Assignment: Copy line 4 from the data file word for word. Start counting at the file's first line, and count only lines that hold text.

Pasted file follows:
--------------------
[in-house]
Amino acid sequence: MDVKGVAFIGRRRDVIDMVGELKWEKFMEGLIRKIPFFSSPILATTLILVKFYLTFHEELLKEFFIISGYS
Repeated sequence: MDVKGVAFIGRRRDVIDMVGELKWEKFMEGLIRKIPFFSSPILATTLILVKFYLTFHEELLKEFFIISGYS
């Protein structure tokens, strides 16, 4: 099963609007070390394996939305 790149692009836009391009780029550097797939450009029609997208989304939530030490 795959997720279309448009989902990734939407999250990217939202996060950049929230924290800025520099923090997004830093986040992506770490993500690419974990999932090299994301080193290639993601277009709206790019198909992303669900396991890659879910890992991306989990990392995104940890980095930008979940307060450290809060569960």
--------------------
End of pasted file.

């Protein structure tokens, strides 16, 4: 099963609007070390394996939305 790149692009836009391009780029550097797939450009029609997208989304939530030490 795959997720279309448009989902990734939407999250990217939202996060950049929230924290800025520099923090997004830093986040992506770490993500690419974990999932090299994301080193290639993601277009709206790019198909992303669900396991890659879910890992991306989990990392995104940890980095930008979940307060450290809060569960």